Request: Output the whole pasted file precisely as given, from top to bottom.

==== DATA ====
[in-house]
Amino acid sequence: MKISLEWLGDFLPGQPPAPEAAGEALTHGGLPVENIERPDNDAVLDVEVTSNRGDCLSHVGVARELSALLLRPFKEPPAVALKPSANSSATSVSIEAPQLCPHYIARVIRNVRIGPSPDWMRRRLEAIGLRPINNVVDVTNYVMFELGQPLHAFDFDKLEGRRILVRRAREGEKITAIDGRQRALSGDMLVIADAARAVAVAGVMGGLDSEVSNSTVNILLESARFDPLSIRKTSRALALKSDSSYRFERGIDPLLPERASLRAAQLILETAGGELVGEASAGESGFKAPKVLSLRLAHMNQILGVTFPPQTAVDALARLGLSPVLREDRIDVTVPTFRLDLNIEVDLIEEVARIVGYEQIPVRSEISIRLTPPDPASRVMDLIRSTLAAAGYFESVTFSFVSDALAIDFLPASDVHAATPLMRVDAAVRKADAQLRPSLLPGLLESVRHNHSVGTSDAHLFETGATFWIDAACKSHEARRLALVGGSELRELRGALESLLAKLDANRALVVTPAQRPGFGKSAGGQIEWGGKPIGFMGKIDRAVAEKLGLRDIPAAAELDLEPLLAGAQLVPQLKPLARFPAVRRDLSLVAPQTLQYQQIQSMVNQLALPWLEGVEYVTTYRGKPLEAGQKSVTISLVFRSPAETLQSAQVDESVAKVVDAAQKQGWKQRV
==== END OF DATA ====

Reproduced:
[in-house]
Amino acid sequence: MKISLEWLGDFLPGQPPAPEAAGEALTHGGLPVENIERPDNDAVLDVEVTSNRGDCLSHVGVARELSALLLRPFKEPPAVALKPSANSSATSVSIEAPQLCPHYIARVIRNVRIGPSPDWMRRRLEAIGLRPINNVVDVTNYVMFELGQPLHAFDFDKLEGRRILVRRAREGEKITAIDGRQRALSGDMLVIADAARAVAVAGVMGGLDSEVSNSTVNILLESARFDPLSIRKTSRALALKSDSSYRFERGIDPLLPERASLRAAQLILETAGGELVGEASAGESGFKAPKVLSLRLAHMNQILGVTFPPQTAVDALARLGLSPVLREDRIDVTVPTFRLDLNIEVDLIEEVARIVGYEQIPVRSEISIRLTPPDPASRVMDLIRSTLAAAGYFESVTFSFVSDALAIDFLPASDVHAATPLMRVDAAVRKADAQLRPSLLPGLLESVRHNHSVGTSDAHLFETGATFWIDAACKSHEARRLALVGGSELRELRGALESLLAKLDANRALVVTPAQRPGFGKSAGGQIEWGGKPIGFMGKIDRAVAEKLGLRDIPAAAELDLEPLLAGAQLVPQLKPLARFPAVRRDLSLVAPQTLQYQQIQSMVNQLALPWLEGVEYVTTYRGKPLEAGQKSVTISLVFRSPAETLQSAQVDESVAKVVDAAQKQGWKQRV